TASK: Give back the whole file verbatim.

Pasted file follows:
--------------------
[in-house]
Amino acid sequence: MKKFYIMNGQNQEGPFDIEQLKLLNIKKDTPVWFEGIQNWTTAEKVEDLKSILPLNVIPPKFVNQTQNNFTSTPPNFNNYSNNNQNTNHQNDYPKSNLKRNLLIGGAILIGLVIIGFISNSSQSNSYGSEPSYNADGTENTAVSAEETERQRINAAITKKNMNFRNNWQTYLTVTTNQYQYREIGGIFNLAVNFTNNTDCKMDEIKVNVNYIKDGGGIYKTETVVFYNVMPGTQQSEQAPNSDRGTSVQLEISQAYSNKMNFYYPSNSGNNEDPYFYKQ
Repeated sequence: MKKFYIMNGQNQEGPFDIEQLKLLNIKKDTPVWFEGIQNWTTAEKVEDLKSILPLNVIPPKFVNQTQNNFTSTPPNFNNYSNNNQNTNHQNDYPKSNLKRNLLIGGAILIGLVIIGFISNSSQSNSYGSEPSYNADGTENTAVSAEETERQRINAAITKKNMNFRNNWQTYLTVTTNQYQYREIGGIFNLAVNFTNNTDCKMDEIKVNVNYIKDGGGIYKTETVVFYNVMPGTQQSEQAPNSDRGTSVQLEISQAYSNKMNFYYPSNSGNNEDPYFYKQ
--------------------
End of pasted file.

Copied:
[in-house]
Amino acid sequence: MKKFYIMNGQNQEGPFDIEQLKLLNIKKDTPVWFEGIQNWTTAEKVEDLKSILPLNVIPPKFVNQTQNNFTSTPPNFNNYSNNNQNTNHQNDYPKSNLKRNLLIGGAILIGLVIIGFISNSSQSNSYGSEPSYNADGTENTAVSAEETERQRINAAITKKNMNFRNNWQTYLTVTTNQYQYREIGGIFNLAVNFTNNTDCKMDEIKVNVNYIKDGGGIYKTETVVFYNVMPGTQQSEQAPNSDRGTSVQLEISQAYSNKMNFYYPSNSGNNEDPYFYKQ
Repeated sequence: MKKFYIMNGQNQEGPFDIEQLKLLNIKKDTPVWFEGIQNWTTAEKVEDLKSILPLNVIPPKFVNQTQNNFTSTPPNFNNYSNNNQNTNHQNDYPKSNLKRNLLIGGAILIGLVIIGFISNSSQSNSYGSEPSYNADGTENTAVSAEETERQRINAAITKKNMNFRNNWQTYLTVTTNQYQYREIGGIFNLAVNFTNNTDCKMDEIKVNVNYIKDGGGIYKTETVVFYNVMPGTQQSEQAPNSDRGTSVQLEISQAYSNKMNFYYPSNSGNNEDPYFYKQ